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Title: Plasmodium vivax: Restricted tropism and rapid remodeling of CD71-positive reticulocytes
Authors: Benoit Malleret
Ang Li
Rou Zhang
Kevin S.W. Tan
Rossarin Suwanarusk
Carla Claser
Jee Sun Cho
Esther Geok Liang Koh
Cindy S. Chu
Sasithon Pukrittayakamee
Mah Lee Ng
Florent Ginhoux
Lai Guan Ng
Chwee Teck Lim
François Nosten
Georges Snounou
Laurent Rénia
Bruce Russell
Yong Loo Lin School of Medicine
Agency for Science, Technology and Research, Singapore
Mechanobiology Institute, Singapore
National University of Singapore
Mahidol University
Nuffield Department of Clinical Medicine
Sorbonne Universite
CNRS Centre National de la Recherche Scientifique
Keywords: Biochemistry, Genetics and Molecular Biology;Immunology and Microbiology;Medicine
Issue Date: 19-Feb-2015
Citation: Blood. Vol.125, No.8 (2015), 1314-1324
Abstract: © 2015 by The American Society of Hematology. Plasmodium vivax merozoites only invade reticulocytes, a minor though heterogeneous population of red blood cell precursors that can be graded by levels of transferrin receptor (CD71) expression. The development of a protocol that allows sorting reticulocytes into defined developmental stages and a robust ex vivo P vivax invasion assay has made it possible for the first time to investigate the fine-scale invasion preference of P vivax merozoites. Surprisingly, it was the immature reticulocytes (CD71+) that are generally restricted to the bone marrow that were preferentially invaded, whereas older reticulocytes (CD71-), principally found in the peripheral blood, were rarely invaded. Invasion assays based on the CD71+reticulocyte fraction revealed substantial postinvasion modification. Thus, 3 to 6 hours after invasion, the initially biomechanically rigid CD71+reticulocytes convert into a highly deformable CD71-infected red blood cell devoid of host reticular matter, a process that normally spans 24 hours for uninfected reticulocytes. Concurrent with these changes, clathrin pits disappear by 3 hours postinvasion, replaced by distinctive caveolae nanostructures. These 2 hitherto unsuspected features of P vivax invasion, a narrow preference for immature reticulocytes and a rapid remodeling of the host cell, provide important insights pertinent to the pathobiology of the P vivax infection.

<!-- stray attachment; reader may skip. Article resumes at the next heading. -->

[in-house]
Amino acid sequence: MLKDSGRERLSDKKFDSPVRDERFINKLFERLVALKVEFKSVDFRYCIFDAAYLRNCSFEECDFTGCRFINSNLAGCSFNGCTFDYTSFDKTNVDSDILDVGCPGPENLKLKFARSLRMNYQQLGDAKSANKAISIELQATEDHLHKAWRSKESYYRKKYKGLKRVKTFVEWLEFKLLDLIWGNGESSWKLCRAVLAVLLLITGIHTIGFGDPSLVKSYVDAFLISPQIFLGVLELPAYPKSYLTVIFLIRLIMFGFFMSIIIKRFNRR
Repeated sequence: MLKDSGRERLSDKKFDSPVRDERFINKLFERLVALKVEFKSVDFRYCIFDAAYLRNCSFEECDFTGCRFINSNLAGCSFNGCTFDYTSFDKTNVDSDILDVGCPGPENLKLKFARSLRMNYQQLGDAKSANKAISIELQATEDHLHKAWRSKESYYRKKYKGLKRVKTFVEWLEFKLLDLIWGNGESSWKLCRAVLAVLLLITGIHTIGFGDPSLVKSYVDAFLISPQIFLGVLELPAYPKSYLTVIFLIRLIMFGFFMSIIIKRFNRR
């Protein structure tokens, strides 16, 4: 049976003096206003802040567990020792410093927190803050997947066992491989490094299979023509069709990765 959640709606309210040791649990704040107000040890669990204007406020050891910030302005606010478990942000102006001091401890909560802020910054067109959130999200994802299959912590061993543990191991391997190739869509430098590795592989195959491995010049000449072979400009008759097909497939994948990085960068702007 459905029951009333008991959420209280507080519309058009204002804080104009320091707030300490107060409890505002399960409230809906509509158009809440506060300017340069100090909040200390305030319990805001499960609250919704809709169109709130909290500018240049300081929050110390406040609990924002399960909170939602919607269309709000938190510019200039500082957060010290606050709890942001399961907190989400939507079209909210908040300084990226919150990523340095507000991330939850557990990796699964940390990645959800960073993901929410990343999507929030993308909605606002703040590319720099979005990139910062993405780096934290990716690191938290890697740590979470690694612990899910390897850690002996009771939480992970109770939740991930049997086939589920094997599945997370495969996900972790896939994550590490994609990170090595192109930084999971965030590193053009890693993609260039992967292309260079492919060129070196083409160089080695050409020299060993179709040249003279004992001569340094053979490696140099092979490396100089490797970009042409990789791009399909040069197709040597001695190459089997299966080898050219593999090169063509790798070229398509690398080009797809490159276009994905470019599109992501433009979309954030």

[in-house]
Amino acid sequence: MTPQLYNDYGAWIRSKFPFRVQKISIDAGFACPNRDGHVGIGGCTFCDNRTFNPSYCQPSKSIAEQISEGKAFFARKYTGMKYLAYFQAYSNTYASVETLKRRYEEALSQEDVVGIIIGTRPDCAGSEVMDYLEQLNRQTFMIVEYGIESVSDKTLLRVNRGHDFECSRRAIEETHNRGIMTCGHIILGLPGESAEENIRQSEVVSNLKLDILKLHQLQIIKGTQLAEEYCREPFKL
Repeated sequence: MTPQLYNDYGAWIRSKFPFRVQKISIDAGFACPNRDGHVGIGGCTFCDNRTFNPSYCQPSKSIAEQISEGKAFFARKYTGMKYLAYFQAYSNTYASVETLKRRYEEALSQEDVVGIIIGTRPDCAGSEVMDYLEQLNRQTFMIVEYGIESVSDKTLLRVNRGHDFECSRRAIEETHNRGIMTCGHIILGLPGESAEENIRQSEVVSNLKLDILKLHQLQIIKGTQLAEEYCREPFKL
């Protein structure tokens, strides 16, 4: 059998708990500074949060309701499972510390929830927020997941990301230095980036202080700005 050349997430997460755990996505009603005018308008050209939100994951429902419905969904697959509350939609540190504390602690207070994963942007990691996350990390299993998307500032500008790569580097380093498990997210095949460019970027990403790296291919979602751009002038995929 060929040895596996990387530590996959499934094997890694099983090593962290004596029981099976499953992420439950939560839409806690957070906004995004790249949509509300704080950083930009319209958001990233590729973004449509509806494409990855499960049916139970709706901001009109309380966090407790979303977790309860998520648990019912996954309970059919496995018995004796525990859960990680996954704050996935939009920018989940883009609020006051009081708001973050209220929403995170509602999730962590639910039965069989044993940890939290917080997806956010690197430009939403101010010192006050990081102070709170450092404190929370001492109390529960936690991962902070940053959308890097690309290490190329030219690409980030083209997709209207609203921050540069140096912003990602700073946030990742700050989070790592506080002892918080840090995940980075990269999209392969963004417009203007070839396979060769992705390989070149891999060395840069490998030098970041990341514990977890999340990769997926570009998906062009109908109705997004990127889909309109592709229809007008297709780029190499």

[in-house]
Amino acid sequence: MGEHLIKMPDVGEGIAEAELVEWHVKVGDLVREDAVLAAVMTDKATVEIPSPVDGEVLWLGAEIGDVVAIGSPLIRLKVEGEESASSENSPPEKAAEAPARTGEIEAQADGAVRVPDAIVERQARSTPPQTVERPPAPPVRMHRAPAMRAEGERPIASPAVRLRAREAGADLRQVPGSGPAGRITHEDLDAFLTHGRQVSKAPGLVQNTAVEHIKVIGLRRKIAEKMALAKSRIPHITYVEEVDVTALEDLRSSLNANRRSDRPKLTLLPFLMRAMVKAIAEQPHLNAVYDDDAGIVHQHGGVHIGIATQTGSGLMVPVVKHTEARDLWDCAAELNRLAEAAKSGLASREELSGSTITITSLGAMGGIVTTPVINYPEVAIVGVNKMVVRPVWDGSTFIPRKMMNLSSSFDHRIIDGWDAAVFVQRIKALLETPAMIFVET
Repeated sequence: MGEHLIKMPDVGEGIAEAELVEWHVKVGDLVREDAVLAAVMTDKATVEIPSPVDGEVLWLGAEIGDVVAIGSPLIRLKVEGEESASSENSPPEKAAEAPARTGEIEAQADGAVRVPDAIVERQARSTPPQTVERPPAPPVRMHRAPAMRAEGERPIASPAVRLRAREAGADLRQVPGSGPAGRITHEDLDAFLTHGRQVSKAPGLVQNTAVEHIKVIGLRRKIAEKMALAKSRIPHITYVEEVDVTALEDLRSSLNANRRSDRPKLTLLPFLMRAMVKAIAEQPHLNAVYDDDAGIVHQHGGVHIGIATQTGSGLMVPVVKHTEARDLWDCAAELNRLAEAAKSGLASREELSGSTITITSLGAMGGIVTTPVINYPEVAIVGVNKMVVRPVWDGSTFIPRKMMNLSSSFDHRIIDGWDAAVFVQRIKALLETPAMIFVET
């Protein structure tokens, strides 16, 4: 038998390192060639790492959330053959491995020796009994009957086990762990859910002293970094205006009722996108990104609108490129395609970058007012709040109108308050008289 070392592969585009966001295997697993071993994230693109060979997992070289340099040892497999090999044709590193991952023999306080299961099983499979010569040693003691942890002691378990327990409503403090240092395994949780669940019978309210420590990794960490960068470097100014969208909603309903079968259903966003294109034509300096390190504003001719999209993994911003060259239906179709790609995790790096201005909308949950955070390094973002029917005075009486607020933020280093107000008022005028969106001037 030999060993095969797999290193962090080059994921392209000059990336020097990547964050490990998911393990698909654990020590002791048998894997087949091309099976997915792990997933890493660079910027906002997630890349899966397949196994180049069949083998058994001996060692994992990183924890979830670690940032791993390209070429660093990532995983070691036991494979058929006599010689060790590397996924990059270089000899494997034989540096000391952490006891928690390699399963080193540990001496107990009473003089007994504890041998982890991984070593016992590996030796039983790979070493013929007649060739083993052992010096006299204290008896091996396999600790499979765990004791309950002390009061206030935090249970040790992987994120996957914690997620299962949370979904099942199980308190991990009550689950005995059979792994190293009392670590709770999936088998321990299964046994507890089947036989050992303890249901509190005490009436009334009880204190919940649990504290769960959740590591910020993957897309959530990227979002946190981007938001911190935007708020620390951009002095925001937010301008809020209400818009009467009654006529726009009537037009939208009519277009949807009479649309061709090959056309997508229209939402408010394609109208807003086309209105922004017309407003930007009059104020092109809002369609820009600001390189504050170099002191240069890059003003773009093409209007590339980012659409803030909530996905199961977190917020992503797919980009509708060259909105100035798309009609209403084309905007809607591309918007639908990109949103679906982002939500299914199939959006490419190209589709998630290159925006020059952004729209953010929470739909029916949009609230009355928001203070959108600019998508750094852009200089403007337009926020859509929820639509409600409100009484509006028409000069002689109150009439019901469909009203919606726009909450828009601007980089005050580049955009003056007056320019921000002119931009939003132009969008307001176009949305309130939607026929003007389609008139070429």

ISSN: 15280020
Appears in Collections:Scopus 2011-2015

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